2. Johannes

    True. I think that this model is a rejection of interiority, a myth that a lot of “sincerity” rhetoric depends on. Like we have this individuality lodged inside us somehow and art is about communicating that interiority. And as I wrote in one of my posts, those sincerity arguments always depend on a threat of breakdown in communication (called “Surrealism” or “language poetry” or “Dada”) and a normative idea of “emotions” (emotions they are – to invoke Danielle’s post – “literate” in reading). I also think that in the model posited by Joyelle in this post, medium/art is its own power, where as in traditional ideas of interiority, art becomes this necessary corruption of the interiority. Plath probably makes the discussion more complex because she’s so often interpreted as “confessional” despite all the outfits and props.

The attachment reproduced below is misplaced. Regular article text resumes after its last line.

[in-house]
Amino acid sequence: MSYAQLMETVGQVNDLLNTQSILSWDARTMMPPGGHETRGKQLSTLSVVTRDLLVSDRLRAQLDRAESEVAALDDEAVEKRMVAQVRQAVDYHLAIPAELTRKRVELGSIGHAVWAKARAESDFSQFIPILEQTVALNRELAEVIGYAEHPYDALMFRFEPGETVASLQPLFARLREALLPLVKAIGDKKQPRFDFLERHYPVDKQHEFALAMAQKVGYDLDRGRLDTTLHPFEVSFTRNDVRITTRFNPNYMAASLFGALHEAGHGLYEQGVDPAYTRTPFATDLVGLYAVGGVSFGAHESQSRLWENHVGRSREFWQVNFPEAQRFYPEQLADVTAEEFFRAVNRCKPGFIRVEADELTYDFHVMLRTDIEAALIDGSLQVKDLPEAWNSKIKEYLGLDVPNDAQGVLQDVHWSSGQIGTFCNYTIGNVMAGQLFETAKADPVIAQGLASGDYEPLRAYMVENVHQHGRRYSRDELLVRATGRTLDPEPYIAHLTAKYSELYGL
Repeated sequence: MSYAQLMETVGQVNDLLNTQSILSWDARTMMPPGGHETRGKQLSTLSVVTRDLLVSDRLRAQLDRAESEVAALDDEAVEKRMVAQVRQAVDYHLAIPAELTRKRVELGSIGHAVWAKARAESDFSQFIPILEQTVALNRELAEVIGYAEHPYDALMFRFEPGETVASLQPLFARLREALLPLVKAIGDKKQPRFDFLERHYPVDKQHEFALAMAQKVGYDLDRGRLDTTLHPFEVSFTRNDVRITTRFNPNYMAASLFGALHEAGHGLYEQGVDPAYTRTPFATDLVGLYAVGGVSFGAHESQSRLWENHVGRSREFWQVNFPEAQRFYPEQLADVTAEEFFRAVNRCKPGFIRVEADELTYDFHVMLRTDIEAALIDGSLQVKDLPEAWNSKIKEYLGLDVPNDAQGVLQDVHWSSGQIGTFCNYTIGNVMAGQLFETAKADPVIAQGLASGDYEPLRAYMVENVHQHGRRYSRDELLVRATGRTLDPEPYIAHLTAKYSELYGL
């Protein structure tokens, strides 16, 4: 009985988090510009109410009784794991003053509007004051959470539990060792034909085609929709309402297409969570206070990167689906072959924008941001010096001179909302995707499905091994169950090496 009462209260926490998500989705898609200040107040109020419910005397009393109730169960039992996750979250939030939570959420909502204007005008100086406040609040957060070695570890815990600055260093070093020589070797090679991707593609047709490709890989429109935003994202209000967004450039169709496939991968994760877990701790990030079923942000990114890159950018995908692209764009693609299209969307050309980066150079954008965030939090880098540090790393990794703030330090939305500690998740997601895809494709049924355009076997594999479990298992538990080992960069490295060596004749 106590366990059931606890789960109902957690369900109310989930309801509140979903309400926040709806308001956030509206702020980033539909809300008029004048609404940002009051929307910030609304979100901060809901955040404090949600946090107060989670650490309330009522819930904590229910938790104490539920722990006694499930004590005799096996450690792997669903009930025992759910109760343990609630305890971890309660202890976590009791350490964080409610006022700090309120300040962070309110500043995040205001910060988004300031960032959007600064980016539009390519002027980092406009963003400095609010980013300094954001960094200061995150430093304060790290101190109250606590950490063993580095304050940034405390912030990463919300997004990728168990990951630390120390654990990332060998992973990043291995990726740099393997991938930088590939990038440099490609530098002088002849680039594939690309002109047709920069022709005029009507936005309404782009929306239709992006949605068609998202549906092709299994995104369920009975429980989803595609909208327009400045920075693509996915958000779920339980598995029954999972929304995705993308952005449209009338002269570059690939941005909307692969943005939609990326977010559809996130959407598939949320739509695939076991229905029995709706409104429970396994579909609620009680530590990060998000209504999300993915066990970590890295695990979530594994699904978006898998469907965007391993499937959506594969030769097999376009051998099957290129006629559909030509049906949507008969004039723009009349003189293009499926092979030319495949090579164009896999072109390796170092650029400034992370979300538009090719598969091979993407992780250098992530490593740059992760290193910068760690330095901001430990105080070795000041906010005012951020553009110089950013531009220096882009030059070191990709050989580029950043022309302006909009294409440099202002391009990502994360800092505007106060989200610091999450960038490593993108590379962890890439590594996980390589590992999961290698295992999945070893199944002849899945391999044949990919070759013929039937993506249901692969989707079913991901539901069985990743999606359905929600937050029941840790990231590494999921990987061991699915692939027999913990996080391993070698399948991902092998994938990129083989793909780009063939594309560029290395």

Johannes

  3. Seth Oelbaum

    JM: His ‘sincerity’ was his ability to mutate to meet the medium assigned to him, whether a costume, a set of choreographic steps, a sexual fantasy, or a studio photograph, and then to become that medium, to move through that medium, to transform it into something else entirely with the current of his charisma, which is to say, with Art moving through him. This devotion to total mediumicity, to transformation, made him the shapeshifting ‘god of Dance’ many described him as.

    “Sincerity,” then, has little to do with “human experience.” The “sincere” artist is the artist who isn’t human, but who is under the command of God. In his diaries, Nijinsky writes that God would tell him when to end a ballet or when to write. The “sincere” artist is the one who has no human agency because God control them. The artist is an angel: they’re God’s messengers.